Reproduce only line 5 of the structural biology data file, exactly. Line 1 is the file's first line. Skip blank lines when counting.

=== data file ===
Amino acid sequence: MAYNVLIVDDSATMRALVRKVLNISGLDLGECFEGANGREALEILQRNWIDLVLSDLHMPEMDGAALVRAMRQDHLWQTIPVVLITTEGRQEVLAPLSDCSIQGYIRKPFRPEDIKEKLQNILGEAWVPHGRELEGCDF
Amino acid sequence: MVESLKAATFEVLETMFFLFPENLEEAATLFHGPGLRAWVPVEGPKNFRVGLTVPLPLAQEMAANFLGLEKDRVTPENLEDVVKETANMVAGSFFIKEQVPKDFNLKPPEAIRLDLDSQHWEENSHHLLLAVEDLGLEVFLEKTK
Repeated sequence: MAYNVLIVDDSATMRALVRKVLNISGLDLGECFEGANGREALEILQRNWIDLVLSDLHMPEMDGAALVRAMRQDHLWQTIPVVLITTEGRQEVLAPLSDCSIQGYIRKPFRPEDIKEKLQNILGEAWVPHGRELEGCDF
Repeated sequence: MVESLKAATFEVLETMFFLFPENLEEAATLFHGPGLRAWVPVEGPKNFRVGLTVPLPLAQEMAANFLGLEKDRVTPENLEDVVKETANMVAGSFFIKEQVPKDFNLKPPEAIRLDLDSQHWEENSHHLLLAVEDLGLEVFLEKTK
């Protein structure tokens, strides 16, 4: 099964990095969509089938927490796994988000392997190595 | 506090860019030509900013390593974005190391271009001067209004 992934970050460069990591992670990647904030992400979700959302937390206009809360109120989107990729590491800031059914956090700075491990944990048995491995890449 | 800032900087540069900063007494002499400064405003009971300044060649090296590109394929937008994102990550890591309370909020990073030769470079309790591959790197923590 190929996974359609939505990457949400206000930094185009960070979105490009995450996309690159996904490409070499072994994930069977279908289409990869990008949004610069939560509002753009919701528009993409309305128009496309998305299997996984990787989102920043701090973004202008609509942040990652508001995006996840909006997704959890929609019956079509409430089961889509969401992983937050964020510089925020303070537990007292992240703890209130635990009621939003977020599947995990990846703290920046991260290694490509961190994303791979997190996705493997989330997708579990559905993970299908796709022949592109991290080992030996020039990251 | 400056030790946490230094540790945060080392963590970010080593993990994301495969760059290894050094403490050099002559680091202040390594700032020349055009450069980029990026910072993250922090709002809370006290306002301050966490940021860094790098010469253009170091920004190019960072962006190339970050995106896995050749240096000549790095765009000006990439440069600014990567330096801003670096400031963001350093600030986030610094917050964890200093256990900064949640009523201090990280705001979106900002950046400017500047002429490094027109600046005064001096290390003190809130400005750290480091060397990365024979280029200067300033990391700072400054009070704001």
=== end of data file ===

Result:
């Protein structure tokens, strides 16, 4: 099964990095969509089938927490796994988000392997190595 | 506090860019030509900013390593974005190391271009001067209004 992934970050460069990591992670990647904030992400979700959302937390206009809360109120989107990729590491800031059914956090700075491990944990048995491995890449 | 800032900087540069900063007494002499400064405003009971300044060649090296590109394929937008994102990550890591309370909020990073030769470079309790591959790197923590 190929996974359609939505990457949400206000930094185009960070979105490009995450996309690159996904490409070499072994994930069977279908289409990869990008949004610069939560509002753009919701528009993409309305128009496309998305299997996984990787989102920043701090973004202008609509942040990652508001995006996840909006997704959890929609019956079509409430089961889509969401992983937050964020510089925020303070537990007292992240703890209130635990009621939003977020599947995990990846703290920046991260290694490509961190994303791979997190996705493997989330997708579990559905993970299908796709022949592109991290080992030996020039990251 | 400056030790946490230094540790945060080392963590970010080593993990994301495969760059290894050094403490050099002559680091202040390594700032020349055009450069980029990026910072993250922090709002809370006290306002301050966490940021860094790098010469253009170091920004190019960072962006190339970050995106896995050749240096000549790095765009000006990439440069600014990567330096801003670096400031963001350093600030986030610094917050964890200093256990900064949640009523201090990280705001979106900002950046400017500047002429490094027109600046005064001096290390003190809130400005750290480091060397990365024979280029200067300033990391700072400054009070704001």